I read somewhere that business is all about solving problems before someone else solves them for you. Certainly “Hope and Cope” is not a management strategy that has much going for it. Anticipation is everything, especially for business leaders in fast moving sectors like technology where it’s like driving at high speed. To correct a mantra that used to be much quoted: “move fast and don’t break things”.
As digital everything penetrates almost everywhere, Cloud is taking up its place as one of the three central resources of business, alongside cash and people. After working in Cloud for over ten years, I can honestly say that it’s in a very different place now from where we were then. That’s not surprising and it isn’t exactly news, but it shouts loud and clear that Cloud will not be in the same place tomorrow as it is today.
So it’s straightforward to conclude that decision makers need to have a view of the direction of Cloud if they want to anticipate and build these things into their thinking and planning. While there are always short-term factors, there are clear pressures and trends that are setting the course of Cloud over a three to five year horizon, which is what matters for business planning.
1. Customers are not in the Driving Seat
The pressures on Cloud providers come chiefly from three directions: Competitors, Regulators and Government, and Customers.
As I’ve argued elsewhere, Cloud has been largely carved up by the two leading providers. Consequently, they and other providers, look principally at one another rather than to customers when they think about pricing and services. Amazon AWS and Microsoft Azure jostle with each other, and this influences what everyone else does and can do with whatever is left.
A key factor for providers is churn: customers leaving to go to another provider. The core functionalities of Cloud are commodities, and so providers do all sorts of things to make moving unattractive or worse for customers. The upshot of all this is that Customers are passengers, having to live with whatever services and pricing are on offer, with little direct or indirect influence over Cloud providers.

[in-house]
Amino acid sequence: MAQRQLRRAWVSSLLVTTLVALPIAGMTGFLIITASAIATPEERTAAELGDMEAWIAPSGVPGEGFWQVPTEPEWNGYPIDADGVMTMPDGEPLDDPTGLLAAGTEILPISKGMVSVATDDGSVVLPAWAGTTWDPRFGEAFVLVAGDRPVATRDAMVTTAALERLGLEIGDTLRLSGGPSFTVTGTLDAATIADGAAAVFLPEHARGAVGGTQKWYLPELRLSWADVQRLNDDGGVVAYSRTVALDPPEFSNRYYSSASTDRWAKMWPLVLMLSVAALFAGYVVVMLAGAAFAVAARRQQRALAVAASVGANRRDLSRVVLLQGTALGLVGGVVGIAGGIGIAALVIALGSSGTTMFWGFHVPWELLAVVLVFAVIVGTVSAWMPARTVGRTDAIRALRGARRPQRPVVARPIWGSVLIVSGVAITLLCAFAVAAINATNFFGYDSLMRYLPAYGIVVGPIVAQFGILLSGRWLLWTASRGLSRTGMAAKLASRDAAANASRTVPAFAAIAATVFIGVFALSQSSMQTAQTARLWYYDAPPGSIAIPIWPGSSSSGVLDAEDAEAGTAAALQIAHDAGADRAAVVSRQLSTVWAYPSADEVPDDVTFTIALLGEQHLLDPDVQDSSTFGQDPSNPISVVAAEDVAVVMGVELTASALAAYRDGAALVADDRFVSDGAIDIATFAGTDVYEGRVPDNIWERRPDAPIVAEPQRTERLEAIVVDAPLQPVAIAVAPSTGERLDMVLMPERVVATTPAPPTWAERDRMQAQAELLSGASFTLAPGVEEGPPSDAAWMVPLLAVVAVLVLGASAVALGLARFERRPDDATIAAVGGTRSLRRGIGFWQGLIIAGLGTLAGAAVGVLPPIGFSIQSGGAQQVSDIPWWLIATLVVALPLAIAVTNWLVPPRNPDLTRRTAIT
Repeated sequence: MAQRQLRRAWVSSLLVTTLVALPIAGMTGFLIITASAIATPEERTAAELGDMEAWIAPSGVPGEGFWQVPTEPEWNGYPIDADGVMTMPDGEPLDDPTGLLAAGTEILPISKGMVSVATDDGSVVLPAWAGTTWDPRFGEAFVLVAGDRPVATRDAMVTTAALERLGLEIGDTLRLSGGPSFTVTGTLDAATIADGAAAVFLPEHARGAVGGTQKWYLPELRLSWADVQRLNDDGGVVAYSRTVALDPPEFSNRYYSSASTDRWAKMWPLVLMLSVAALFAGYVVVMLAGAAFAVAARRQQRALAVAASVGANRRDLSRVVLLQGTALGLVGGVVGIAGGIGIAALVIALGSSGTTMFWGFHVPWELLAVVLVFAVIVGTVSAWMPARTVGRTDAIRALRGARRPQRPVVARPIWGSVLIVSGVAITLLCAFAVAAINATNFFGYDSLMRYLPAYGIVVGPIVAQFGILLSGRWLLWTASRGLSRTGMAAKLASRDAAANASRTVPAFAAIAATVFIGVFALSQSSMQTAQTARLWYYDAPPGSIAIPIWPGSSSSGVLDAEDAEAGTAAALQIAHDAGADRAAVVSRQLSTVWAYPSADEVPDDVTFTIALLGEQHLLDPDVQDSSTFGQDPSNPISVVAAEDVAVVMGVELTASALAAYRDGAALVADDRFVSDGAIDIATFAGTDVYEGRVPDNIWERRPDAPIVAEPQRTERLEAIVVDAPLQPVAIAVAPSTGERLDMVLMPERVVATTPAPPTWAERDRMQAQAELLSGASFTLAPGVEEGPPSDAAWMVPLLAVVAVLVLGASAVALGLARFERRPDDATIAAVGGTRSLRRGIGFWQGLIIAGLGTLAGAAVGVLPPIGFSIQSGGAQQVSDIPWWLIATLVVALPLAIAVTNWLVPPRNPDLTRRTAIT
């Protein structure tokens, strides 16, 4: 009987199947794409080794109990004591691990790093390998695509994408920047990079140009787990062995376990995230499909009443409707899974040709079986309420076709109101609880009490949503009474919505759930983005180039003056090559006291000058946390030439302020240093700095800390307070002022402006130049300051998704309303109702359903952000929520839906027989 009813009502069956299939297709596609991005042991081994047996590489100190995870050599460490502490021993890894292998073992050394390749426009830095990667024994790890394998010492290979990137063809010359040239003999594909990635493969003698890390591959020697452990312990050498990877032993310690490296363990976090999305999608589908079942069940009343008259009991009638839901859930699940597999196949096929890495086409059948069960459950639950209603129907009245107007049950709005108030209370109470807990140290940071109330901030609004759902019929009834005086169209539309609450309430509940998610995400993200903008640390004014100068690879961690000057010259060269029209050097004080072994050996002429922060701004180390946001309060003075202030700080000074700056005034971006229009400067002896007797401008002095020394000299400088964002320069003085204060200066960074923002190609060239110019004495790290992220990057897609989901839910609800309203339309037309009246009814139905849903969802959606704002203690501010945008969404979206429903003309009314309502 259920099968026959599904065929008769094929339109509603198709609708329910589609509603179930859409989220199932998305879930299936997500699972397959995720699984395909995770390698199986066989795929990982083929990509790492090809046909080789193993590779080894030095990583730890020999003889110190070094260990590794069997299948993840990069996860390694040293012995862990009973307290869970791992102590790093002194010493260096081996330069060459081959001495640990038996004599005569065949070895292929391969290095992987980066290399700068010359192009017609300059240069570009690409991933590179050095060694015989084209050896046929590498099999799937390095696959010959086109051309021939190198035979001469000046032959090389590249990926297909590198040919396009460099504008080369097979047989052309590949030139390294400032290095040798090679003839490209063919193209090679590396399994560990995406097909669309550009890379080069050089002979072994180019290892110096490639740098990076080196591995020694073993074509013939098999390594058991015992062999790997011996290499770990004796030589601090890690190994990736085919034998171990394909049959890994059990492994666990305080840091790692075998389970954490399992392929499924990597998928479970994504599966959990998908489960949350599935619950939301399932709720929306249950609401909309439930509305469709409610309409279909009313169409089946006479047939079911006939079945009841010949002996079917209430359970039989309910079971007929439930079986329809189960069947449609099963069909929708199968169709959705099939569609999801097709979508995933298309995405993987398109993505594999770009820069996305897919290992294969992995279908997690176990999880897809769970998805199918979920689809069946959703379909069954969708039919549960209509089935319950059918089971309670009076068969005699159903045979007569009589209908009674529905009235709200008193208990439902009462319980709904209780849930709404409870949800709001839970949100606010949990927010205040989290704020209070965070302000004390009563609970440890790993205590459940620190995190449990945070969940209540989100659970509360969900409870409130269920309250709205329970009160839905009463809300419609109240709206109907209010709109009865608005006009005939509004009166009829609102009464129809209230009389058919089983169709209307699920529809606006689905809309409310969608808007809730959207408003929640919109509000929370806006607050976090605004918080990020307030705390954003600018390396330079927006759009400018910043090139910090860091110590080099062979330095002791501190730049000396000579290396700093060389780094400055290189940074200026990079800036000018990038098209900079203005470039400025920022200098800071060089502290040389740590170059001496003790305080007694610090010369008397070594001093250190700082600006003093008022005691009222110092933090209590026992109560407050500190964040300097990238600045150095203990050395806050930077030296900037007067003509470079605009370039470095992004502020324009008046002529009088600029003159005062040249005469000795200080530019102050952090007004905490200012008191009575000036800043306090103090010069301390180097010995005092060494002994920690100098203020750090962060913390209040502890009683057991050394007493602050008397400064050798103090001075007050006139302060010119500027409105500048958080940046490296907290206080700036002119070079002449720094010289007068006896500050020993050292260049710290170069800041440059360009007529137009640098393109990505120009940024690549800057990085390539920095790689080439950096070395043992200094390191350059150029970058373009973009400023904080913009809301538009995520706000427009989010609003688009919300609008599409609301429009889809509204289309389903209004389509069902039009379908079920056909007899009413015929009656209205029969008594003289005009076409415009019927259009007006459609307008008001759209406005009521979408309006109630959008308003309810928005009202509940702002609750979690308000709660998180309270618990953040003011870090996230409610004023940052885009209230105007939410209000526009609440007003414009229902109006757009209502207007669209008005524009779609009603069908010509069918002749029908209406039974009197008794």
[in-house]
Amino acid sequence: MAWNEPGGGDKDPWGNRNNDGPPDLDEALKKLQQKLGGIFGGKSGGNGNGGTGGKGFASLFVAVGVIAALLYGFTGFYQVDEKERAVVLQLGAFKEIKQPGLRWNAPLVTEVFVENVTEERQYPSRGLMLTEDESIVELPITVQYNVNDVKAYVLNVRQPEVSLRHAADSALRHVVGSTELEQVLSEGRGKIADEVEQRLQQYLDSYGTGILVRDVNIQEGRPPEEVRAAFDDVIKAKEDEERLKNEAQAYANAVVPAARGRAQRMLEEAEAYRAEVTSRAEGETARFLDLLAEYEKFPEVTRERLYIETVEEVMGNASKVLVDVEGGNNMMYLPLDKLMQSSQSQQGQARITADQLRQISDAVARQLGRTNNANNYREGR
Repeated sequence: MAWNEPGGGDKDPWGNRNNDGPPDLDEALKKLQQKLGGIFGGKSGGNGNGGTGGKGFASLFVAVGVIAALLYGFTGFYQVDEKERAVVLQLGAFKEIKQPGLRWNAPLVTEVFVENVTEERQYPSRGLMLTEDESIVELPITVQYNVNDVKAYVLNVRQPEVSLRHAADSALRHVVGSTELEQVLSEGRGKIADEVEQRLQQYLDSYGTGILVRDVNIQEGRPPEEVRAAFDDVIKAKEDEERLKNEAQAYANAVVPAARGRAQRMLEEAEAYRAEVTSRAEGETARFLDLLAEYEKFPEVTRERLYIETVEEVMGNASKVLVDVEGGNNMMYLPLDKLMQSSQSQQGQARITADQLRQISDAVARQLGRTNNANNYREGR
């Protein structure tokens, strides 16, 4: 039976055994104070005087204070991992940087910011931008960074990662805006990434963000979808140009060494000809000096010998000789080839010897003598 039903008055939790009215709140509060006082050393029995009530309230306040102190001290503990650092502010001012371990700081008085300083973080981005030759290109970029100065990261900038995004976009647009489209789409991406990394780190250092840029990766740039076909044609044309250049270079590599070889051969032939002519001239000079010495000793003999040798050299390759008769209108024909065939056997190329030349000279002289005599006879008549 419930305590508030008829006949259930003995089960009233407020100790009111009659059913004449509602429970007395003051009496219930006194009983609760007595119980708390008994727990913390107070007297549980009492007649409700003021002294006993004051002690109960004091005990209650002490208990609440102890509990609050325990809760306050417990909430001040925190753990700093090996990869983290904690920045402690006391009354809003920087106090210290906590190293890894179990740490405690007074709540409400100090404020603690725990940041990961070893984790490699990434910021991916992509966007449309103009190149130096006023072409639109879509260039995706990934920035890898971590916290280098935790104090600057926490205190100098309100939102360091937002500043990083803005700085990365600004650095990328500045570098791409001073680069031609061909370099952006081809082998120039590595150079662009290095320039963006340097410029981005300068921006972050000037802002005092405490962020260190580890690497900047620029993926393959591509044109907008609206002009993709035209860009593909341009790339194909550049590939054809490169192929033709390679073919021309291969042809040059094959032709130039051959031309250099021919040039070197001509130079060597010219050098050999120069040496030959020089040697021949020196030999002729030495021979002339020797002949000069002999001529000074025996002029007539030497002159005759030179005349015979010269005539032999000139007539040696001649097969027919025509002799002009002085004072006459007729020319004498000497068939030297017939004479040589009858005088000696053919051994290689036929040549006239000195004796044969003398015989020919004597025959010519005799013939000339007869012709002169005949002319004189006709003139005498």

This situation seems certain to continue into the future. Services and pricing will change, and customers will just have to get on with it, whatever the future turns out to be. There’s no doubt that changes may prove to be disadvantageous, either through unfavourable price moves or unhelpful inflexibility. So business planners should be factoring this into their thinking as early as possible to make sure that their plans are not undermined by forces outside their control.
2. The Open Internet is Dead
The early Internet was very much an American creation, deliberately de-centralised with a vision of openness that was distinctly Californian. This free and open environment is long gone and has given way to tripartite world that is driven by, arguable between, the EU, The USA and China.
Data and data protectionism are the global geopolitical cannon fodder of the future. As argued by the recently published report by The Council on Foreign Relations: “Countries around the world now exert a greater degree of control over the internet, localizing data, blocking and moderating content, and launching political influence campaigns.”
We’ve seen EU regulation stealing a march with GDPR, and others having to fall into line. The US and EU are now each moving to regulate data more tightly in moves that look competitively driven in support of national, political interests. China, too, is moving to offset Western actions like the constraints on Huawei and favour its own interests and strengthen control over data.
Data is at the heart of all this, and these actions impact on the providers and users of Cloud and networks. There’s no sign of anything that could reverse the long-term direction of travel, which is towards ever tighter restrictions and constraints, all with a distinctly national, regional, and physically localised flavour. Decision makers should be taking this into account in planning, particularly those aspiring to build and operate internationally.